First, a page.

California Senate wants voters to give state universities the power to discriminate

In a vote that fell along strict party lines, the California Senate Democrat supermajority voted yesterday to put a controversial constitutional amendment on the November ballot. SCA5 would give universities the power to judge students on the basis of race … Continue reading

Will one of the Supreme Court’s worst decisions finally be overruled?

In 1944, the Supreme Court — in one of its most widely-condemned decisions — shamefully upheld the constitutionality of the internment of Japanese-Americans across the West Coast. It did so paying lip service to the Constitution’s deep distrust of government … Continue reading

Discriminating judge undeterred by benchslap

Last month, Justice Alito issued a statement regarding the Supreme Court’s decision not to review a class member’s challenge to an order requiring discrimination in the selection of attorneys to represent the class. As Alito explained, the case didn’t merit … Continue reading

Surprise, surprise: California Attorney General urges Supreme Court to uphold disparate impact

Sadly, we’re not surprised by this news.   The California Attorney General filed a brief in support of racial preferences in Fisher.   The California AG filed a brief in favor of the constitutionality of Section 5 of the Voting Rights Act in … Continue reading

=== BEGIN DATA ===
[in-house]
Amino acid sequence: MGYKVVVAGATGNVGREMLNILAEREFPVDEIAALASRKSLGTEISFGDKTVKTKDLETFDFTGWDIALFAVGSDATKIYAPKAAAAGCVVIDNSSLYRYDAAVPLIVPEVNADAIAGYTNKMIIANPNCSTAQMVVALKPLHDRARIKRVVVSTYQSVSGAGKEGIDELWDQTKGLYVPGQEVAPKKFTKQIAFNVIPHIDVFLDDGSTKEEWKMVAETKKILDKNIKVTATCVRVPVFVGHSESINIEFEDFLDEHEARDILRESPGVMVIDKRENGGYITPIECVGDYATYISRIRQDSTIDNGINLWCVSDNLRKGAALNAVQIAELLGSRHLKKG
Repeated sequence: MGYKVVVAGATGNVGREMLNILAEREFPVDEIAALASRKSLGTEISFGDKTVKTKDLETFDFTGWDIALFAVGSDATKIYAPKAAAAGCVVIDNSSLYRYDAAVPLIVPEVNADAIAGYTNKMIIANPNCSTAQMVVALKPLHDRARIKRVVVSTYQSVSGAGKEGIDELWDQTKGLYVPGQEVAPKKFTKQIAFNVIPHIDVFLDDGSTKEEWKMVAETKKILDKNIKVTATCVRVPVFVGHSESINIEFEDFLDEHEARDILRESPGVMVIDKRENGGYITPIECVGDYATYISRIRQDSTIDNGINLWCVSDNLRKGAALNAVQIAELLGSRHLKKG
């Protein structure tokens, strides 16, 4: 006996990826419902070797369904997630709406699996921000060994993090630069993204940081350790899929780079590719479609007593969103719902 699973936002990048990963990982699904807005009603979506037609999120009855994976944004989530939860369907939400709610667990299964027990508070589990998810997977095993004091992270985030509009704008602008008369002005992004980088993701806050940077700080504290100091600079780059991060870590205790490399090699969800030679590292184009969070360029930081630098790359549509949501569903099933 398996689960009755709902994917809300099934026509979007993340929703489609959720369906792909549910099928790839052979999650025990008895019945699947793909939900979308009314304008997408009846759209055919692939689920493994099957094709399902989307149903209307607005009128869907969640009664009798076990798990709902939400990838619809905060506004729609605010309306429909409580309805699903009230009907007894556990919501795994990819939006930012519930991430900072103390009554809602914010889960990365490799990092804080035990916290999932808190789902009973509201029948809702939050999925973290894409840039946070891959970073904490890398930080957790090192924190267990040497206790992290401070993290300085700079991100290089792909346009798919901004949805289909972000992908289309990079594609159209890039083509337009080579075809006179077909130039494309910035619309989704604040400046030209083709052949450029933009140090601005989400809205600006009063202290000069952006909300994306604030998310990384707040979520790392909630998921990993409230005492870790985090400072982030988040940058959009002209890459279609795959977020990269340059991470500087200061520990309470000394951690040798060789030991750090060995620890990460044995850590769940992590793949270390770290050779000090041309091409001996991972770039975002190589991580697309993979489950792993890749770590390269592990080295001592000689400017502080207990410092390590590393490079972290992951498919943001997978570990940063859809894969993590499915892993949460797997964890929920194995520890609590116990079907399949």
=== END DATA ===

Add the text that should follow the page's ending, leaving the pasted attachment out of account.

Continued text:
Coverage of PLF at the Supreme Court for Schuette

Last week I was in Washington, D.C. for the oral argument in Schuette v. Coalition to Defend Affirmative Action.  This is the case that is challenging whether voters have the right to prohibit racial preferences by government.  In 1996, California voters becase the … Continue reading

Does the Equal Protection Clause guarantee unequal treatment?

Tomorrow, the Supreme Court will hear oral argument in Schuette v. Coalition to Defend Affirmative Action. The issue in that case is whether the Equal Protection Clause guarantees individuals the right to unequal – or preferential – treatment.  Logically, the answer should be … Continue reading

Another hit against the Obama Administration’s disparate impact crusade

In previous posts, we have explained how the Obama Administration has been exploiting disparate impact theory in unprecedented ways.  There seems to be simply no possible avenue for American businesses, schools, governments, or employers to avoid being dragged into a … Continue reading

Courts can’t ignore discrimination in the political process

Today PLF attorneys filed an amicus brief in the Ninth Circuit supporting Arnold Davis, a Guam resident defending his right to participate in the political process irrespective of his race. The Guam legislature authorized a referendum regarding the island’s future … Continue reading

The EEOC continues to take a beating in the Kaplan case

A few months back I reported on the case of Equal Employment Opportunity Commission (EEOC) v. Kaplan Higher Education Corporation (Kaplan).  This is the case where Kaplan instituted a policy of running credit checks for applicants to certain positions that … Continue reading

Race-based contracting is unconstitutional

So argues this op-ed that I co-authored with Roger Clegg published in the Washington Times this morning.  Here’s a snippet: Remedial discrimination makes less and less sense with every tick of the clock, as the days when black companies were not … Continue reading